A number years after the nation declared its official independence, many things within the United States changed, and a new historical chapter began to take shape.
On June 20, 1782, the nation’s state seal was finally approved by the Continental Congress, after a committee was first created to design the seal on July 4, 1776. Nearly six years and four designs later, the U.S. seal uses an eagle that holds a scroll in its beak with the E Pluribus Unum motto; in one claw is an olive branch, a symbol of peace, and the other claw holds thirteen arrows, a symbol of war. The seal is used on many official documents.
Shortly after 1776, states like Idaho began to adopt their own official state seals, mottos, nicknames, and much more, which are all used to symbolize and represent the uniqueness of the state.
The Idaho State Seal below is significant for a multitude of different reasons, with perhaps the most significant being that it was and is the only state seal to be created and designed by a woman. The official state seal can also be found on Idaho’s flag, which can be seen lower down on this page.
Most of the famous state seal of Idaho is actually an updated painting by Emma Edwards Green, the painting was selected as the design of the state seal by the state of Idaho in 1891, which was one year after the state declared it’s official independence, and subsequently becoming a state.
What Does the Great Seal of the State of Idaho Mean?
The current state seal of Idaho is an updated version of the original, which was commissioned in 1957. The original painting that features on the seal is held in trust by the Idaho Historical Society.
The text below has been quoted by Emma Edwards Green when asked what the meaining of the famous Idaho state seal is:
“Before designing the seal, I was careful to make a thorough study of the resources and future possibilities of the State. I invited the advice and counsel of every member of the Legislature and other citizens qualified to help in creating a Seal of State that really represented Idaho at that time. Idaho had been admitted into the Union on July 3rd, 1890. The first state Legislature met in Boise on December 8, 1890, and on March 14th, 1891, adopted my design for the Great Seal of the State of Idaho.”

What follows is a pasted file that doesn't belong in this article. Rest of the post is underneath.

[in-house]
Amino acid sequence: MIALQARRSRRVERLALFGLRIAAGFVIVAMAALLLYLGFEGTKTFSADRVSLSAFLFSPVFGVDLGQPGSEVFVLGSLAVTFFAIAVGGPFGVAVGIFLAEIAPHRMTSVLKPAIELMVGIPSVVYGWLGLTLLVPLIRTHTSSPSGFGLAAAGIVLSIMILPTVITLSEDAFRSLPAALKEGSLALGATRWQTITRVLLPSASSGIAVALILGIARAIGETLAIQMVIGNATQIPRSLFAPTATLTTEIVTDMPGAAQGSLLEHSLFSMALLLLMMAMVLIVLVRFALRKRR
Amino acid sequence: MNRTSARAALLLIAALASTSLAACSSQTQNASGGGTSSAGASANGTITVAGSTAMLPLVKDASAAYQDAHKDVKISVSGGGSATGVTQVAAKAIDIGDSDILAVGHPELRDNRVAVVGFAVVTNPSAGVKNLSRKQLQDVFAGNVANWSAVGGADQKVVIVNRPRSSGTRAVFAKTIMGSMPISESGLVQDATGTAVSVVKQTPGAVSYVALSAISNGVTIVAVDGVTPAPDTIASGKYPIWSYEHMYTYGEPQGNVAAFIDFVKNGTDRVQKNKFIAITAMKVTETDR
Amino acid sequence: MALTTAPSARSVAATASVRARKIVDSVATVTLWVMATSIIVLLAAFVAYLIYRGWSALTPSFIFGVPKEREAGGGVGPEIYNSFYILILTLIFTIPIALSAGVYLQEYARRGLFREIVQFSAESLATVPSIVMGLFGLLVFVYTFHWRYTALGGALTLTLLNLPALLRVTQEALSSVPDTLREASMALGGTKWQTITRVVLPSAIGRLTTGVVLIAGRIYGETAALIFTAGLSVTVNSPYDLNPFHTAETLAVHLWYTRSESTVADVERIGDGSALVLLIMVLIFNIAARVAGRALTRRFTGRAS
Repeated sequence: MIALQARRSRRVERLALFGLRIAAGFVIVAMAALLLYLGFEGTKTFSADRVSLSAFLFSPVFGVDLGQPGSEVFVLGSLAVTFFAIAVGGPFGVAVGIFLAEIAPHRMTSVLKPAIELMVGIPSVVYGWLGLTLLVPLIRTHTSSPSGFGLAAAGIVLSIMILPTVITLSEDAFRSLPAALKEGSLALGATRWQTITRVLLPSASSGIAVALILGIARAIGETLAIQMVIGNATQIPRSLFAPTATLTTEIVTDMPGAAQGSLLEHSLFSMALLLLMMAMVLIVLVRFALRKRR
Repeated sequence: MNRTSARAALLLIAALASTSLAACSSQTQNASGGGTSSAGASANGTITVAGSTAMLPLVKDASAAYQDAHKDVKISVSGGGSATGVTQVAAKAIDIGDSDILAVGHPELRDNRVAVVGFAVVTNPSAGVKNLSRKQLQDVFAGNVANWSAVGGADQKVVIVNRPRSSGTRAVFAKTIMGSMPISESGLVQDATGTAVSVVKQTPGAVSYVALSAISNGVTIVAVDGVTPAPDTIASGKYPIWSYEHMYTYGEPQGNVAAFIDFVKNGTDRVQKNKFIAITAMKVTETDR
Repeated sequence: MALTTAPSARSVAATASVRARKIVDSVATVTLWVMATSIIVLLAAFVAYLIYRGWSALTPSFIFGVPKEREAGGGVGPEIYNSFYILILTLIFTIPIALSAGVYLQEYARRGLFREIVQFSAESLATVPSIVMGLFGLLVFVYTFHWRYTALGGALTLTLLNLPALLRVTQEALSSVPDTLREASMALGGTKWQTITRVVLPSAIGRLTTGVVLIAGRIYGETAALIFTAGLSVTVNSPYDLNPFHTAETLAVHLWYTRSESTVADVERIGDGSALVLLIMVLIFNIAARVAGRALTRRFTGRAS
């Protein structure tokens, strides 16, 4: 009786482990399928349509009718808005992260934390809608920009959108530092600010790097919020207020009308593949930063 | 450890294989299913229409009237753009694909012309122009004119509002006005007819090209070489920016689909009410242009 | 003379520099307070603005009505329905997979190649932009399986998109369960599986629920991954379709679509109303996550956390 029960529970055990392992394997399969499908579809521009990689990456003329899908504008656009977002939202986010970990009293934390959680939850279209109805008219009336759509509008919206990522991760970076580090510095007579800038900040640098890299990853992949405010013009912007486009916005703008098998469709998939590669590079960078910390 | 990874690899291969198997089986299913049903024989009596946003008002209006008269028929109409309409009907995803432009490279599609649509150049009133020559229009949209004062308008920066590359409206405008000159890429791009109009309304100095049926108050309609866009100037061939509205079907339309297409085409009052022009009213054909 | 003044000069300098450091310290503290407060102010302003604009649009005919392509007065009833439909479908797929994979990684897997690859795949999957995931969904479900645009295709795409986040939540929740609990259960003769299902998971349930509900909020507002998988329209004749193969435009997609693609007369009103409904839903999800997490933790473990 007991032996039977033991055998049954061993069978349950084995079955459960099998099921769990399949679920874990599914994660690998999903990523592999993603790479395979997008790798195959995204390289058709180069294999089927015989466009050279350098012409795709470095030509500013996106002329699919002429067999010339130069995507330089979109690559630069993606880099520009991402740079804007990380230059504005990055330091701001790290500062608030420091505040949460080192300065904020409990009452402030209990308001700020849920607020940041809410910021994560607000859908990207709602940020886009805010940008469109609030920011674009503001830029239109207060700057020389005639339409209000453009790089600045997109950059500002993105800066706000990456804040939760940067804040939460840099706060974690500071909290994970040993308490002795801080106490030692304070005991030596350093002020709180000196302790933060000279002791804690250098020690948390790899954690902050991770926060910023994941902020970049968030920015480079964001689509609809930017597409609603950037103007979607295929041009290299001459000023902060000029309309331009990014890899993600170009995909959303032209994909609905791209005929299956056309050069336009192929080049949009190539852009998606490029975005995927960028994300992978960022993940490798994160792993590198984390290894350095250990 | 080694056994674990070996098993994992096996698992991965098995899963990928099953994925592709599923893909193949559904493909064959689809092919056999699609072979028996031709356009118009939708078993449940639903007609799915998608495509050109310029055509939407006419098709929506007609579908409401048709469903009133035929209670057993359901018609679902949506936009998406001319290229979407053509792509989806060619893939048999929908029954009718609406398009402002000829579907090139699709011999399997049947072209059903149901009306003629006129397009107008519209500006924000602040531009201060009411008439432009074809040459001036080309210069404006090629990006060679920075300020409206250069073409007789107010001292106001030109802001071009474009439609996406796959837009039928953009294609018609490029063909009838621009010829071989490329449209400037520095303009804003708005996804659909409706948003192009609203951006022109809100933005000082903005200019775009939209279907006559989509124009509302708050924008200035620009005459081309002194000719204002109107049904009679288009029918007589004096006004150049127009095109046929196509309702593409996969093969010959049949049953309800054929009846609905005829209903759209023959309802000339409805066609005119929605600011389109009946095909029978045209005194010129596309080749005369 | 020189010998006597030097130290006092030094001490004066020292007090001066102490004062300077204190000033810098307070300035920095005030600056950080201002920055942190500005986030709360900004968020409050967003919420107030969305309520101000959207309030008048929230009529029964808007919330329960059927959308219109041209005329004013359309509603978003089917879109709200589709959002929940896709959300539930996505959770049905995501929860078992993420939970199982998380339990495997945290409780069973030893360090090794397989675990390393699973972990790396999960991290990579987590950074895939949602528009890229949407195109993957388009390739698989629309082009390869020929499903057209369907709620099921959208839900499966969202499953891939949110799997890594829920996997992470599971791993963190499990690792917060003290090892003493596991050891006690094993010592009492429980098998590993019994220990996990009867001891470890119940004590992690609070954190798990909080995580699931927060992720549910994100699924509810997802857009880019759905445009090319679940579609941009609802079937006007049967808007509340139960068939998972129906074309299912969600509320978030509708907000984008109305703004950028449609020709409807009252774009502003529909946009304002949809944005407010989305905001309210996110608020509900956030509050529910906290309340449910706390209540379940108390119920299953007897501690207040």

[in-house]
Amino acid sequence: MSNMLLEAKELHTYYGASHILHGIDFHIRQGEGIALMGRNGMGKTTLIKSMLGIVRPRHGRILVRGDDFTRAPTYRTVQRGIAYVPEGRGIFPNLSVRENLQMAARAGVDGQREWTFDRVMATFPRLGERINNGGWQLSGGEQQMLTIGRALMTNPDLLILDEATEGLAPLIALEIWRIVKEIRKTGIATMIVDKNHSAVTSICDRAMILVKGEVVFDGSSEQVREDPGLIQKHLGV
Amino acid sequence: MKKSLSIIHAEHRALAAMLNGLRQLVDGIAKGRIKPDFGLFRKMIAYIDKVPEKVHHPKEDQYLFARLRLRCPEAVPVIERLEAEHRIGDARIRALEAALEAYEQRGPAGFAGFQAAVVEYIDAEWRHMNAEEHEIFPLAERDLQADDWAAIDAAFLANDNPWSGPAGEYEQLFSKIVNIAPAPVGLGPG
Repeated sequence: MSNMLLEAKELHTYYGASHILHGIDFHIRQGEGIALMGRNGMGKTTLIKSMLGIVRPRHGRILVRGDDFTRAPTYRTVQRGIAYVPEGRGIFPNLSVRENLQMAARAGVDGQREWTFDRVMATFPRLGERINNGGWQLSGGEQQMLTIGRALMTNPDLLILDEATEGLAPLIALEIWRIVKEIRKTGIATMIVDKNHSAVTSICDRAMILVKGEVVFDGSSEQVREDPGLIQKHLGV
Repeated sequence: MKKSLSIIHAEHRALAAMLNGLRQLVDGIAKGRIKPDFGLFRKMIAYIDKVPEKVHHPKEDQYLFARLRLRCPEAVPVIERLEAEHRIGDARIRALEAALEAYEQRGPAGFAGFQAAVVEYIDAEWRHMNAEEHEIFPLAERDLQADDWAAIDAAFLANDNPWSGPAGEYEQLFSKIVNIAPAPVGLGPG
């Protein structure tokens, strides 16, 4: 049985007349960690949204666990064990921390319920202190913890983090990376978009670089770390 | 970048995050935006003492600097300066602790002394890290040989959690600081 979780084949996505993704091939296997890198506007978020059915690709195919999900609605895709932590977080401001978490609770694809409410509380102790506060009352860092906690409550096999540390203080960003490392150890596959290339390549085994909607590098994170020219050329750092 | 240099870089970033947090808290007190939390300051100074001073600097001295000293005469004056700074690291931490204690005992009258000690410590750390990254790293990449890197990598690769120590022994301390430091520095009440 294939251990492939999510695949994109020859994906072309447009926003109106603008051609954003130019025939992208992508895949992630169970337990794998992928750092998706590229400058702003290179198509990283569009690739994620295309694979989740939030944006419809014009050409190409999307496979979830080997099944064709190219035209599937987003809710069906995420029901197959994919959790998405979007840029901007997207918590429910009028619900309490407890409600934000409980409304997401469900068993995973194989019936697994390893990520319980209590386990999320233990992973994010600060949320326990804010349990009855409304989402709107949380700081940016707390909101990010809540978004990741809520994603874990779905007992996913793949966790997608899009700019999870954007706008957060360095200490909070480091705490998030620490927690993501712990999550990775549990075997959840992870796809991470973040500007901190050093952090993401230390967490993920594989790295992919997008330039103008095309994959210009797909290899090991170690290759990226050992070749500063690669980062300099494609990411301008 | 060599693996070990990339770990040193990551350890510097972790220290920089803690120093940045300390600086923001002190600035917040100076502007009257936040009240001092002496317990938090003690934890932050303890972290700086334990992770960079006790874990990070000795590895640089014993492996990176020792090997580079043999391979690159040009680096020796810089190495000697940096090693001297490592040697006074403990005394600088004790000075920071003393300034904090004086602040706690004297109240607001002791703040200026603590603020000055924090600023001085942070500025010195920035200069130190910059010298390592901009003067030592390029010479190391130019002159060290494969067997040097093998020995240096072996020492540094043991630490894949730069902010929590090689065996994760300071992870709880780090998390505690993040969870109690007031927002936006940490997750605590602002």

Below is the state flag of Idaho, which also features the state’s famous seal.
“The question of Woman Suffrage was being agitated somewhat, and as leading men and politicians agreed that Idaho would eventually give women the right to vote, and as mining was the chief industry, and the mining man the largest financial factor of the state at that time, I made the figure of the man the most prominent in the design, while that of the woman, signifying justice, as noted by the scales; liberty, as denoted by the liberty cap on the end of the spear, and equality with man as denoted by her position at his side, also signifies freedom.
The pick and shovel held by the miner, and the ledge of rock beside which he stands, as well as the pieces of ore scattered about his feet, all indicate the chief occupation of the State. The stamp mill in the distance, which you can see by using a magnifying glass, is also typical of the mining interest of Idaho. The shield between the man and woman is emblematic of the protection they unite in giving the state. The large fir or pine tree in the foreground in the shield refers to Idaho’s immense timber interests.
The husbandman plowing on the left side of the shield, together with the sheaf of grain beneath the shield, are emblematic of Idaho’s agricultural resources, while the cornucopias, or horns of plenty, refer to the horticultural. Idaho has a game law, which protects the elk and moose. The elk’s head, therefore, rises above the shield. The state flower, the wild Syringa or Mock Orange, grows at the woman’s feet, while the ripened wheat grows as high as her shoulder. The star signifies a new light in the galaxy of states. . . . The river depicted in the shield is our mighty Snake or Shoshone River, a stream of great majesty.”
This speech was extremely powerful, and shed some light on the Idaho seal’s inception in a way that not many other states have done. Most states will have their seals showcase a relevant story, that is indicative of the state and its history, and the Gem State has certainly done that!